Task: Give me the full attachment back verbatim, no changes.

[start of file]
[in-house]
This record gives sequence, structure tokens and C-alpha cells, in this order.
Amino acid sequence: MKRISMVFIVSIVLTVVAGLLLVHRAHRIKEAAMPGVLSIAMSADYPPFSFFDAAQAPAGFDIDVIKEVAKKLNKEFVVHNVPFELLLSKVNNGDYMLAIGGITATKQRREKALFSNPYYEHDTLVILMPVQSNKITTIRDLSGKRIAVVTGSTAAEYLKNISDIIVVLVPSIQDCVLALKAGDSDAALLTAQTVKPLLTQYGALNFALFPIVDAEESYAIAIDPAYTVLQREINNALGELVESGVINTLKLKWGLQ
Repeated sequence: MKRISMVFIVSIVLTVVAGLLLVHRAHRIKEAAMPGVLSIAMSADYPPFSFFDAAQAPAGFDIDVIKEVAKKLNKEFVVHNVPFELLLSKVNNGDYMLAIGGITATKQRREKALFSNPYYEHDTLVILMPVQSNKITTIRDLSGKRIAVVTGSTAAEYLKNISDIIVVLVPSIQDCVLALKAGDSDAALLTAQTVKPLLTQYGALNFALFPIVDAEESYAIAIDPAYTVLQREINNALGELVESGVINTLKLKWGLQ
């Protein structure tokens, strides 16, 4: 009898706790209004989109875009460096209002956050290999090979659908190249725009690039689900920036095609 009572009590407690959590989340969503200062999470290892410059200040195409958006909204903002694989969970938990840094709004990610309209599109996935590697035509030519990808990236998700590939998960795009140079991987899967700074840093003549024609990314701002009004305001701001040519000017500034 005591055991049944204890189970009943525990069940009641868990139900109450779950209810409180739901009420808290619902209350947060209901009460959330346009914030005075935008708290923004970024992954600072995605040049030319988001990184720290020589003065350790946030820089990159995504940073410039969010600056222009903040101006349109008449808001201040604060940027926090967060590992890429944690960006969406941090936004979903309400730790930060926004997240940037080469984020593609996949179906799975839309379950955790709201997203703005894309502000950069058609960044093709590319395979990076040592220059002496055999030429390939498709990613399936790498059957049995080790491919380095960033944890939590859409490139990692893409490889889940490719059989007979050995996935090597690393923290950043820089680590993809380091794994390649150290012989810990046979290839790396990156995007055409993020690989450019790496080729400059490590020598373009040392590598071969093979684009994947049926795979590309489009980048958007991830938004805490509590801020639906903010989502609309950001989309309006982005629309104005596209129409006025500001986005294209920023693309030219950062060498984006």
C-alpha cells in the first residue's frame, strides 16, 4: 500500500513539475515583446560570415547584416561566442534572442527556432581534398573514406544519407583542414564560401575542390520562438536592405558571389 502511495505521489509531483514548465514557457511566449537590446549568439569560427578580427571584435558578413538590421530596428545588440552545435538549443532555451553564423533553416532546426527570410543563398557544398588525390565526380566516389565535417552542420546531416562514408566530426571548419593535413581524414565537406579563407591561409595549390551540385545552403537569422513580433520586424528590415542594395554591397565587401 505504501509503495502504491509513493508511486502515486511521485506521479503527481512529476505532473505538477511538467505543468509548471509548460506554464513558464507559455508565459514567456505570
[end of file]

[in-house]
This record gives sequence, structure tokens and C-alpha cells, in this order.
Amino acid sequence: MKRISMVFIVSIVLTVVAGLLLVHRAHRIKEAAMPGVLSIAMSADYPPFSFFDAAQAPAGFDIDVIKEVAKKLNKEFVVHNVPFELLLSKVNNGDYMLAIGGITATKQRREKALFSNPYYEHDTLVILMPVQSNKITTIRDLSGKRIAVVTGSTAAEYLKNISDIIVVLVPSIQDCVLALKAGDSDAALLTAQTVKPLLTQYGALNFALFPIVDAEESYAIAIDPAYTVLQREINNALGELVESGVINTLKLKWGLQ
Repeated sequence: MKRISMVFIVSIVLTVVAGLLLVHRAHRIKEAAMPGVLSIAMSADYPPFSFFDAAQAPAGFDIDVIKEVAKKLNKEFVVHNVPFELLLSKVNNGDYMLAIGGITATKQRREKALFSNPYYEHDTLVILMPVQSNKITTIRDLSGKRIAVVTGSTAAEYLKNISDIIVVLVPSIQDCVLALKAGDSDAALLTAQTVKPLLTQYGALNFALFPIVDAEESYAIAIDPAYTVLQREINNALGELVESGVINTLKLKWGLQ
């Protein structure tokens, strides 16, 4: 009898706790209004989109875009460096209002956050290999090979659908190249725009690039689900920036095609 009572009590407690959590989340969503200062999470290892410059200040195409958006909204903002694989969970938990840094709004990610309209599109996935590697035509030519990808990236998700590939998960795009140079991987899967700074840093003549024609990314701002009004305001701001040519000017500034 005591055991049944204890189970009943525990069940009641868990139900109450779950209810409180739901009420808290619902209350947060209901009460959330346009914030005075935008708290923004970024992954600072995605040049030319988001990184720290020589003065350790946030820089990159995504940073410039969010600056222009903040101006349109008449808001201040604060940027926090967060590992890429944690960006969406941090936004979903309400730790930060926004997240940037080469984020593609996949179906799975839309379950955790709201997203703005894309502000950069058609960044093709590319395979990076040592220059002496055999030429390939498709990613399936790498059957049995080790491919380095960033944890939590859409490139990692893409490889889940490719059989007979050995996935090597690393923290950043820089680590993809380091794994390649150290012989810990046979290839790396990156995007055409993020690989450019790496080729400059490590020598373009040392590598071969093979684009994947049926795979590309489009980048958007991830938004805490509590801020639906903010989502609309950001989309309006982005629309104005596209129409006025500001986005294209920023693309030219950062060498984006």
C-alpha cells in the first residue's frame, strides 16, 4: 500500500513539475515583446560570415547584416561566442534572442527556432581534398573514406544519407583542414564560401575542390520562438536592405558571389 502511495505521489509531483514548465514557457511566449537590446549568439569560427578580427571584435558578413538590421530596428545588440552545435538549443532555451553564423533553416532546426527570410543563398557544398588525390565526380566516389565535417552542420546531416562514408566530426571548419593535413581524414565537406579563407591561409595549390551540385545552403537569422513580433520586424528590415542594395554591397565587401 505504501509503495502504491509513493508511486502515486511521485506521479503527481512529476505532473505538477511538467505543468509548471509548460506554464513558464507559455508565459514567456505570